Can Europe Make It?

The European social agenda: from flexicurity to flexibility “Tout Court”

European workers are less protected than ever: a song soon considered as the “anthem of a generation” in Portugal asked what was wrong with a world where, “even to become a slave you have to study”. 

Alexandre Afonso
17 December 2013

Before the Eurozone crisis, “flexicurity” was the model to follow for all European countries. For those confronted with sluggish growth and high unemployment, the agenda promoted by European institutions was a combination of flexible labour markets with few restrictions on the ability of employers to hire and fire, an encompassing safety net with generous income support in periods of unemployment, and active labour market policies designed to get jobseekers back into employment through training and upskilling.

These objectives were largely promoted through “soft”, non-constraining tools, such as the Open Method of Coordination and other “mutual learning” mechanisms. It is striking to note that the model that is now promoted – this time with hard financial constraints – by the EU in the countries of southern Europe, particularly those subjected to domestic adjustment programmes, issubstantially different. While the flexibility component has come centre stage, the security dimension has mostly vanished. This change in agenda has had a number of implications for the objectives promoted by the EU, as cost competitiveness is gaining prevalence over innovation and skills.

Even if the actual merits of flexicurity have been somewhat exaggerated, it could at least in theory constitute a coherent agenda to achieve the kind of high-wage, high quality, high innovation economy that the EU was trying to promote in its – now largely obsolete – Lisbon Strategy formulated in 2000. Its general goal was to make Europe “the most competitive and dynamic knowledge-based economy in the world capable of sustainable economic growth with more and better jobs and greater social cohesion". With hindsight, these objectives seem very far away, especially as the austerity and flexibility policies carried out in the south are largely undermining them.

Social protection models are not only a dead weight on innovation and growth, but can also foster these objectives because of the kind of incentives that they provide to individuals and firms. The central tenet of the flexicurity model was that it focused on the protection of workers rather than the protection of jobs. In many countries of southern Europe, the focus had traditionally been the other way around. With weak social protection arrangements in comparison with northern Europe – with the exception of pensions – the burden of protection in southern Europe generally fell on individual firms, through high restrictions on hiring and firing, or high severance pay.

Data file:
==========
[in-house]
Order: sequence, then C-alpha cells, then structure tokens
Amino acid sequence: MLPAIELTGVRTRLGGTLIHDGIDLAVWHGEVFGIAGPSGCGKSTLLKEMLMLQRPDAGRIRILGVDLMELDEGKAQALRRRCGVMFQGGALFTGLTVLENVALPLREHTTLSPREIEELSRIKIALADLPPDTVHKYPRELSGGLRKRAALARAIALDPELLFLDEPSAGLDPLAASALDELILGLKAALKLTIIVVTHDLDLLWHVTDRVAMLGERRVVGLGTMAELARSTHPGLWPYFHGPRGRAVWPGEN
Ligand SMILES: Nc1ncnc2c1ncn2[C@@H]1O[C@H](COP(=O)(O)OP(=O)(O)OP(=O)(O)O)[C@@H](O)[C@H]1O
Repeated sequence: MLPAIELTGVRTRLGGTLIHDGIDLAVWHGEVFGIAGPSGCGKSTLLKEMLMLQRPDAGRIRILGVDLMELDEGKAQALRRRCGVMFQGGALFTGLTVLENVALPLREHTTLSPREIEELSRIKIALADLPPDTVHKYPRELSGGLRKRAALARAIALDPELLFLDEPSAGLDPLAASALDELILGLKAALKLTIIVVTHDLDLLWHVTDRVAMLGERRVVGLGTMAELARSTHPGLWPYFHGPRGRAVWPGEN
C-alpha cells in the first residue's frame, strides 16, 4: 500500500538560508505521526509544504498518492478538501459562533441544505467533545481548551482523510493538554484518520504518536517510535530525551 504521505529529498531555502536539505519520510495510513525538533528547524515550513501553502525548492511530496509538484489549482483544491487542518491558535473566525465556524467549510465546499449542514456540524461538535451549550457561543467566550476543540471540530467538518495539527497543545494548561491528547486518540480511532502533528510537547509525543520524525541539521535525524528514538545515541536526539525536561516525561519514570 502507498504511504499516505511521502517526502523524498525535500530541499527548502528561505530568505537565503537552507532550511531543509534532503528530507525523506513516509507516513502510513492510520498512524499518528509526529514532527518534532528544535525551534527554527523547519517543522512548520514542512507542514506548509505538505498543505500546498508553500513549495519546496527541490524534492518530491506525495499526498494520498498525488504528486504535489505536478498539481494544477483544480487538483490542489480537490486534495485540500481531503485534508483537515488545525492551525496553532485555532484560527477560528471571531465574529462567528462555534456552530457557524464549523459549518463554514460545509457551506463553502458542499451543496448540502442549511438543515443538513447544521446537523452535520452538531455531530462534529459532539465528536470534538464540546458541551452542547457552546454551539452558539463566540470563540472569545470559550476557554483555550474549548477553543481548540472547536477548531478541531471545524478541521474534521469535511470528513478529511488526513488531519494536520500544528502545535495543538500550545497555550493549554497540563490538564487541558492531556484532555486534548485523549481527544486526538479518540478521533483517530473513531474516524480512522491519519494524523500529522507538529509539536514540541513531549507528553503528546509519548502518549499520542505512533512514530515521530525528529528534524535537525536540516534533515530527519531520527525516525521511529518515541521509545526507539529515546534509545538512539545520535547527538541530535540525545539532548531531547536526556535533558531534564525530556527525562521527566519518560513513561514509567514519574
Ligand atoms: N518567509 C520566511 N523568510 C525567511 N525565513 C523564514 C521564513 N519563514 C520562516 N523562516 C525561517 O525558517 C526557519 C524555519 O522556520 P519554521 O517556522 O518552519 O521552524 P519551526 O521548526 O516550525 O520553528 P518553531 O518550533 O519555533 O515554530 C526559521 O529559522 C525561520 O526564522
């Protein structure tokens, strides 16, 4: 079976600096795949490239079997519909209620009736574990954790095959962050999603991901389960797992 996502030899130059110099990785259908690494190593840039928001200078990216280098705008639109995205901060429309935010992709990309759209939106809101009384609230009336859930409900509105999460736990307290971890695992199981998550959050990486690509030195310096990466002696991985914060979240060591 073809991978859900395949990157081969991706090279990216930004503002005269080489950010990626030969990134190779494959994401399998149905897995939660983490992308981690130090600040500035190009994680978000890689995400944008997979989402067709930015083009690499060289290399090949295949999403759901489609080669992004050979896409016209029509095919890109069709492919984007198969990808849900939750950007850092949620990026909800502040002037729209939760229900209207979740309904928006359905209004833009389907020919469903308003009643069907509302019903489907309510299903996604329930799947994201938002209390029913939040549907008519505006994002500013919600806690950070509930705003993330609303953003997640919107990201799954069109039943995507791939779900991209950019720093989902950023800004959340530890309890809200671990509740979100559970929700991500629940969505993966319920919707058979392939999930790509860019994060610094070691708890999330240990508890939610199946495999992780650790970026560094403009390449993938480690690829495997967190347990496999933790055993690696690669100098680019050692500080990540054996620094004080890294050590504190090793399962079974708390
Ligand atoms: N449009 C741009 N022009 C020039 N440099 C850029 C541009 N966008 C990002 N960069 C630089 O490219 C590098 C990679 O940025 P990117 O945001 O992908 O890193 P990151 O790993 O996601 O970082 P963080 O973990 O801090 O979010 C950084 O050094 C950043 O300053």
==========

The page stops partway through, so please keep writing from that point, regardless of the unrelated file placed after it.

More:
Basically, unable or unwilling to provide a strong public social security net for bad times, many governments preferred to force employers to keep workers in employment instead. In a country with more capital and a better education system like France, this could force employers to make the best out of their employees, leading to higher productivity levels per hour worked than in Germany or Britain, but in Spain, Italy, Greece or Portugal, it tended to lock up firms with an older low-skilled, low productive workforce. Low productivity growth has been a recurring feature of these countries.

An important effect of restrictive employment legislation was that it created a strong “insider-outsider” divide which made it more difficult for young, often more skilled, workers to enter the labour market. Firms were forced to retain their older workforce, and may be reluctant to hire younger workers difficult to fire in times of recession. In southern Europe and in Spain in particular, firms sought to overcome these constraints by the massive expansion of fixed-term contracts, which came to represent a third of all Spanish jobs, and were the first to disappear when the crisis started, besides the collapse of the construction sector. As fixed-term contracts typically lowered incentives for companies to train workers, they hampered productivity as well.